This book is published by Tristan Lafranchis and to buy a copy follow this link to Amazon.com.
It was quite a pleasure to receive my copy of the latest guide to the Butterflies of Europe. This one is by Tristan Lafranchis and is unusual in that it also is a key. Keys are something I am quite familiar, for insects such as beetles, flies, bees and grasshoppers, but this is the first one that I have had for European Butterflies.
It is paperback and will fit into the pockets of my army surplus trousers so if I am not interested in taking my rucksack off every time I want to consult it there is no problem there. Getting inside it I found it to be well produced. Yes it really is a key and quite a usable at that. It is very well illustrated by a mixture of photos from both the field and lab.
1,300 photos to cover about 400 species allows for good coverage and the photos are clear. Furthermore for problem groups such as the various Hipparchia species the photo key is augmented by a genitalia key. The authors explain a method of examining the genitalia of males of the medium to large species without killing the butterfly. In fact the authors dedication to removing the necessity for butterfly deaths is quite laudable and I hope their attitude will prove more acceptable as time progresses.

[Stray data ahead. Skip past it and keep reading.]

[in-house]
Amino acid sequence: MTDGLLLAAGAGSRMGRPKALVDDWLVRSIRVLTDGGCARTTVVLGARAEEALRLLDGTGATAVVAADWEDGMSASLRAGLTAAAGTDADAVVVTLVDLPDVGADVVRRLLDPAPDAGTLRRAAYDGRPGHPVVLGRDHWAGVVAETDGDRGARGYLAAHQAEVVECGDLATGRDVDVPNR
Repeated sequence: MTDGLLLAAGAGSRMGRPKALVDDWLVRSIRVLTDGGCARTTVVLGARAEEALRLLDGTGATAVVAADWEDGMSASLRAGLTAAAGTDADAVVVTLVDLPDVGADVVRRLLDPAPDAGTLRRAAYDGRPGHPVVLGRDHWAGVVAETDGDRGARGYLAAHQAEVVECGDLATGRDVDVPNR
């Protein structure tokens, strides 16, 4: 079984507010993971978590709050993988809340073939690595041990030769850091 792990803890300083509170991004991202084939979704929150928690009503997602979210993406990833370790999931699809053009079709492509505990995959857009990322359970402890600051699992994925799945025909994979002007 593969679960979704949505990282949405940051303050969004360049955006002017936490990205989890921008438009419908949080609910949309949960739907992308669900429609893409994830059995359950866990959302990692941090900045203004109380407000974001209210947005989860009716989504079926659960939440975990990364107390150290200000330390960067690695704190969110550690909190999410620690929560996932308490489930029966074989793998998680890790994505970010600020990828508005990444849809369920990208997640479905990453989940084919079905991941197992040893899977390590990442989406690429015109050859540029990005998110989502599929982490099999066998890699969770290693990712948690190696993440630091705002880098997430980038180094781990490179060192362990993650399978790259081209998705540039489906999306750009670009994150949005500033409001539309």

The book has two advantages over the Collins guide that I habitually use, the first of these is that the distribution maps are located with the keys, descriptions and species photos. The second is that the pages are coloured for a section on the leading edge in a way that codes for the species groups. This is a great convenience in allowing you to get to the blues of browns quickly as you can see which section of the book they are in before you open it.
Naturally enough, as I received my copy on 6th of February and the temperature has hovered around 2C all day for the last two weeks there have been few opportunities for me to test the book on live specimens, however I did have a few troublesome specimens left over from last summer, now spread and set but a test anyway. I found the keys work well, but that, as the author says, they fall short of some of the variations.
All told if you are looking for a book to get you started on the butterflies of Europe this will do the job well, and if you are familiar with the common species already and looking to extend your expertise then this book will also serve your purposes well.
Buy this book at Amazon.com.